Editor's note: The following essay was reprinted in Resource Library on May 4, 2009 with permission of the University of California, Berkeley Art Museum and Pacific Film Archive. If you have questions or comments regarding the text, please contact the University of California, Berkeley Art Museum and Pacific Film Archive directly at either this phone number or Web address:


American Vernacular: Folk Art from the Collection

by James Steward, Curator


Since 1974, shortly after its founding, the University Art Museum at the University of California at Berkeley has quietly been amassing a major collection of American folk art. Due almost entirely to the generosity of two collectors and Museum patrons -- W. B. Carnochan and N. C. Carnochan (now N. C. Edebo) -- this previously unheralded collection is one of the finest in California, featuring important examples of American folk art in all the major media. American Vernacular: Folk Art from the Collection celebrates this collection, including promised gifts, and the generosity of the collectors who formed it.

The beginnings of the Berkeley collection coincide with the landmark 1974 exhibition, The Flowering of American Folk Art 1776 - 1876, at the Whitney Museum of American Art in New York, which established standards for judging quality in the field. Since that time, American folk art has come to be appreciated as a major indigenous expression of popular American culture, freed from many of the constraints of the European tradition. Although active collecting began in the 1920s, focusing primarily on artists of the Eastern seaboard, the first critical accounts of the genre did not appear until the 1930s, when it was championed for characteristics which seemed to relate it to vital elements of contemporary American art.

From the beginning, collectors and curators have valued the self-taught, independent, and isolated aspects of American folk art. As Sidney Janis wrote in his They Taught Themselves of 1942, "When these individuals paint, they rarely learn from a developed painting culture because it is far removed from their perception, and being removed, cannot touch them. Each creates in his own world."[1] The self-taught aspect is a quality viewers of folk art often remark upon, noting a lack of technical proficiency -- especially in painting; yet it should not be overemphasized, for, as we have recently come to know, some folk artists did in fact receive formal training. The stylistic simplification that characterizes much folk art thus emerges as a conscious aesthetic choice rather than arising from technical necessity. Even so, critics, including sophisticated ones, have described the work of these artists as "naive," "unsophisticated," and "primitive." Indeed, the vocabulary for discussing American folk art no longer seems to serve: even to call it "folk" is problematic, for some of the work is only questionably populist. Recently, the term "plain painting" has been proposed, but this too is not wholly satisfactory, as it seeks to describe the work by what it is not. "Vernacular," describing a rootedness to place (often region) and period, suggests instead an adaptation of style to local needs.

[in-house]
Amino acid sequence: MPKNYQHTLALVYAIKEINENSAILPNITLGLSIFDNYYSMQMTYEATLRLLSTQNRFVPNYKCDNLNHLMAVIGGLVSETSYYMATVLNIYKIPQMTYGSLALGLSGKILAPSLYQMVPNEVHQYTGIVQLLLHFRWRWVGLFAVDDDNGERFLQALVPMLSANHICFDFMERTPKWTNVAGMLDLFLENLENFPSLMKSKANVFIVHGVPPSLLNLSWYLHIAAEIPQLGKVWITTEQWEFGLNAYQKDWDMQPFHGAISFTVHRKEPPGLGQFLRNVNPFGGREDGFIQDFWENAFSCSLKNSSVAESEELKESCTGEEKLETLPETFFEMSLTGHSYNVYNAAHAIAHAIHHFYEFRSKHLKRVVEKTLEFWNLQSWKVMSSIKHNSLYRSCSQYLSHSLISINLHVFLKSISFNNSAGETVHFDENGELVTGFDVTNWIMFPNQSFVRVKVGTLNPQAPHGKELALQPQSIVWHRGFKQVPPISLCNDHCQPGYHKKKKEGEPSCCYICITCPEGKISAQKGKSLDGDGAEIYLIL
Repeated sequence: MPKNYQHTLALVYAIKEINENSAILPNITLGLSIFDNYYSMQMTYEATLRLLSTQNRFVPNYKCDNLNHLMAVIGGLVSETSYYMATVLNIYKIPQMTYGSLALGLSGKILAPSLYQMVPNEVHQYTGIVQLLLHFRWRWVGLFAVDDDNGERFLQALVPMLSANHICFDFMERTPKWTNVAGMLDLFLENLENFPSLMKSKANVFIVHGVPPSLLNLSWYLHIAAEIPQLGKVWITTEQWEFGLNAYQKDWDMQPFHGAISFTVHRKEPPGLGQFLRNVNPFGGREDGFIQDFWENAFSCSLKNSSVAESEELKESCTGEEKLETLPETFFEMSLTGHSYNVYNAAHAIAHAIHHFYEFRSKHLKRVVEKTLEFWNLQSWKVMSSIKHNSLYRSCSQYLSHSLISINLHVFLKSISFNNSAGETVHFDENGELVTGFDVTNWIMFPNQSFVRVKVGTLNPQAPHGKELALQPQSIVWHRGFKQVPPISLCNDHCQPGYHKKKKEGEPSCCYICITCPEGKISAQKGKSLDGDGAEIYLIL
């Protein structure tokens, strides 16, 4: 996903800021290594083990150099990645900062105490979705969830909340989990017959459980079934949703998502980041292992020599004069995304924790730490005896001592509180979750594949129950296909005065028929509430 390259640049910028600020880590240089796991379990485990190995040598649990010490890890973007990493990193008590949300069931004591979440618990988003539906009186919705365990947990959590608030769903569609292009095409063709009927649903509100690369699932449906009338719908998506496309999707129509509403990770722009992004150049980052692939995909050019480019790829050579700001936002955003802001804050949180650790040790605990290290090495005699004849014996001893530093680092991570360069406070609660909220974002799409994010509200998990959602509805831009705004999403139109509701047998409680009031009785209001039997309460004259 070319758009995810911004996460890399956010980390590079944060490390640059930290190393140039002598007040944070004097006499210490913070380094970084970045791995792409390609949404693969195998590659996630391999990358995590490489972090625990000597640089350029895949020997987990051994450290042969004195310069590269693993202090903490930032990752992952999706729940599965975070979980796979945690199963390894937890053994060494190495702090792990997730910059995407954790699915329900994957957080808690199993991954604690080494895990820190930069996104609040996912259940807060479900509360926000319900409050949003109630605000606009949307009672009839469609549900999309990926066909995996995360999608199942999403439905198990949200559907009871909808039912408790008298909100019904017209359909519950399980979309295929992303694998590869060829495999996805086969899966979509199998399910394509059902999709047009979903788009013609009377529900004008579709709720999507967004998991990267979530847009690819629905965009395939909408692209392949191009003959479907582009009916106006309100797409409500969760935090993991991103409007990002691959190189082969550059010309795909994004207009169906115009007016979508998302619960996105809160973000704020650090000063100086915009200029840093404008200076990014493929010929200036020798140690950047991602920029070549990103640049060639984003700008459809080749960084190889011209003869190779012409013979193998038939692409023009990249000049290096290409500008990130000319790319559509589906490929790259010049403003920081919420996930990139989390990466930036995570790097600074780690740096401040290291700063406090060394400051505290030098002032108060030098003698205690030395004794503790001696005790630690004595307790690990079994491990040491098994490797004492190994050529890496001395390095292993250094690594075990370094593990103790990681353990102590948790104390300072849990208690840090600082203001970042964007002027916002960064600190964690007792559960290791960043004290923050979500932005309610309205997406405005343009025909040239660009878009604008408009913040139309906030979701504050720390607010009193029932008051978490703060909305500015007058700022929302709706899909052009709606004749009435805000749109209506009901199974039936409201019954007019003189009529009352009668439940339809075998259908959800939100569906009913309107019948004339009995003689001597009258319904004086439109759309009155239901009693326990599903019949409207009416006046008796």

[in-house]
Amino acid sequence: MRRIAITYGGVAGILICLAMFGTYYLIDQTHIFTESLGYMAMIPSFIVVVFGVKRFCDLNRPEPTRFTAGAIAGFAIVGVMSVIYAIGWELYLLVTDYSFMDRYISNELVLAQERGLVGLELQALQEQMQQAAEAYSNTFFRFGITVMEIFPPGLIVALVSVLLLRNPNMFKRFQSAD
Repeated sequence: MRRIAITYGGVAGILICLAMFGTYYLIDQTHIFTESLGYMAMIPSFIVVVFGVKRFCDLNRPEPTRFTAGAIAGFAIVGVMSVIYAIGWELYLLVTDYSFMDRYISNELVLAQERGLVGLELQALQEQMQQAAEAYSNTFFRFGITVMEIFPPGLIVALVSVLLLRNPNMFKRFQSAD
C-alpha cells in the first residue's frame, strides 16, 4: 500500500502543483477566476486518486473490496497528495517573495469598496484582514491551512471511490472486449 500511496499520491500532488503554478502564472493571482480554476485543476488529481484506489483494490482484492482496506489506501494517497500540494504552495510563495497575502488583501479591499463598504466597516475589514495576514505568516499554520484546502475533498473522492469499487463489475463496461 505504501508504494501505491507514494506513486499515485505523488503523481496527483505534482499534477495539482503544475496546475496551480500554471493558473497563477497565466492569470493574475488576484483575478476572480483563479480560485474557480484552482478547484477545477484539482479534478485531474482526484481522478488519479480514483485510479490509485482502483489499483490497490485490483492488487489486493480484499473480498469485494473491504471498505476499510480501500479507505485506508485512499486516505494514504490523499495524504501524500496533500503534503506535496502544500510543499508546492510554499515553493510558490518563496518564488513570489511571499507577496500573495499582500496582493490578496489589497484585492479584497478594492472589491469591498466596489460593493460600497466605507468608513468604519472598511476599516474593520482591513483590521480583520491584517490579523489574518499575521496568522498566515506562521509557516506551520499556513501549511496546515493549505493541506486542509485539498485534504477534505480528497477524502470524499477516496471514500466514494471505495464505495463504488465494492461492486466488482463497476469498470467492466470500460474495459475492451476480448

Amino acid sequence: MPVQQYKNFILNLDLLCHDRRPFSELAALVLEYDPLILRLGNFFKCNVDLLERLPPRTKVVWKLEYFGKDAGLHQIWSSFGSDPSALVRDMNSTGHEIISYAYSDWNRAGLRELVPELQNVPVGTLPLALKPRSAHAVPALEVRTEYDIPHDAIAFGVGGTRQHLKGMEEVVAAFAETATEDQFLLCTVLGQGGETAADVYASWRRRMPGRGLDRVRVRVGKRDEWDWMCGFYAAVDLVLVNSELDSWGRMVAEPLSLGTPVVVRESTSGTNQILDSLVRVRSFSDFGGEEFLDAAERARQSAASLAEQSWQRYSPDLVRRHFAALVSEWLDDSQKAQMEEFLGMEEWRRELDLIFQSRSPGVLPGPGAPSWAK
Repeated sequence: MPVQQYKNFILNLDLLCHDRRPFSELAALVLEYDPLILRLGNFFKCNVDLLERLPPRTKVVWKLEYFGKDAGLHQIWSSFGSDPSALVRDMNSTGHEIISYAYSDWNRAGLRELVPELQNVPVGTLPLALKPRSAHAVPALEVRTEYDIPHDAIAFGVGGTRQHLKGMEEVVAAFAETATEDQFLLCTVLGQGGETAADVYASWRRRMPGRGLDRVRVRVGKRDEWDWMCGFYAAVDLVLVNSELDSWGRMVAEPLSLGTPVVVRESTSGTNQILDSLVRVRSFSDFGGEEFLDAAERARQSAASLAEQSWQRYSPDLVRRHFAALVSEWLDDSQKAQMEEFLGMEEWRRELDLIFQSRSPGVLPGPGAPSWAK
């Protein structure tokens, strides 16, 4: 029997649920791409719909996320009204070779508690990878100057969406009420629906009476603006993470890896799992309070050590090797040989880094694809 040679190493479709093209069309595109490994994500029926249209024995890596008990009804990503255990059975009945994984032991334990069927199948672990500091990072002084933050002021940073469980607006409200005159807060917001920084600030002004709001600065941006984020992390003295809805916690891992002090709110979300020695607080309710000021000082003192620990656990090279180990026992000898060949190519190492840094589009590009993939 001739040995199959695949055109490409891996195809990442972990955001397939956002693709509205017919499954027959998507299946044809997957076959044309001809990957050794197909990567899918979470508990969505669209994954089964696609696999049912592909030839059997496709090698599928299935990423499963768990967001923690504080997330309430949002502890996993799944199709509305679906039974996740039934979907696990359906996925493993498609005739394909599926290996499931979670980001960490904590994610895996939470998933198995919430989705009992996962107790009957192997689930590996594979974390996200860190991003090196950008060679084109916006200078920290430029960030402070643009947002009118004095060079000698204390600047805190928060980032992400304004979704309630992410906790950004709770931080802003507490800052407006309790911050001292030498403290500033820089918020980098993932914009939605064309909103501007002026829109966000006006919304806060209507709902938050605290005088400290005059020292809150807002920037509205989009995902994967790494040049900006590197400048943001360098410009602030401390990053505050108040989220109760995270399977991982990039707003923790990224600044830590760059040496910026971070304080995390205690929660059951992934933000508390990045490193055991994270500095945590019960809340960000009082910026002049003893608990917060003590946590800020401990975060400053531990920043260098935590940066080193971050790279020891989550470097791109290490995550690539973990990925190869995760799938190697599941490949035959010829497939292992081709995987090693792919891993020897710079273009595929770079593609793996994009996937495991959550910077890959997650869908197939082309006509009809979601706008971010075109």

On lengthier examination, the "plainness" of vernacular work, and/or lack of formal training, can be seen positively to remove certain self-conscious, premeditated barriers between the artist and the ability to express, if not to describe. As Jean Lipman, an important scholar of American folk art, has rightly pointed out, the vision of the folk artist is essentially a non-optical one, a style "depending upon what the artist knew rather than upon what he saw, and so the facts of physical reality were largely sifted through the mind and personality of the painter."[2]

The best of the American folk artists' paintings, carvings, and utilitarian objects not only please the eye but chronicle the tastes and values of classes of people whose experiences have otherwise gone unrecorded. The collection of the University Art Museum -- in both works already given and those promised -- contains major works of painting and sculpture from the eighteenth and nineteenth centuries. Amongst the earliest is the Portrait of Alexander Dix of about 1790 by the "Beardsley Limner," now identified -- somewhat controversially -- as Sarah Perkins, one of the earliest women artists in the young American Republic.[3] This portrait dates from the period of returning prosperity and more settled conditions after the Revolutionary War, when the middle-class demand for painted portraits returned. The style suggests an anti-aristocratic taste for simplicity in the new Republic, while also owing much to the middle-class style that had swept English portraiture from the 1750s. Indeed, the Dix portrait evinces a surprising degree of sophistication -- the pains to individualize the pose, the evocation of three-dimensionality through ruffles and pleated fabric. This should not surprise us, for Perkins had an educated background: her father was the proprietor of a Connecticut school, and the family was closely linked to the academic life of New Haven. Sadly, Perkins seems to have given up painting in about 1795 to care for her seven younger siblings and, later, her own family of nine children.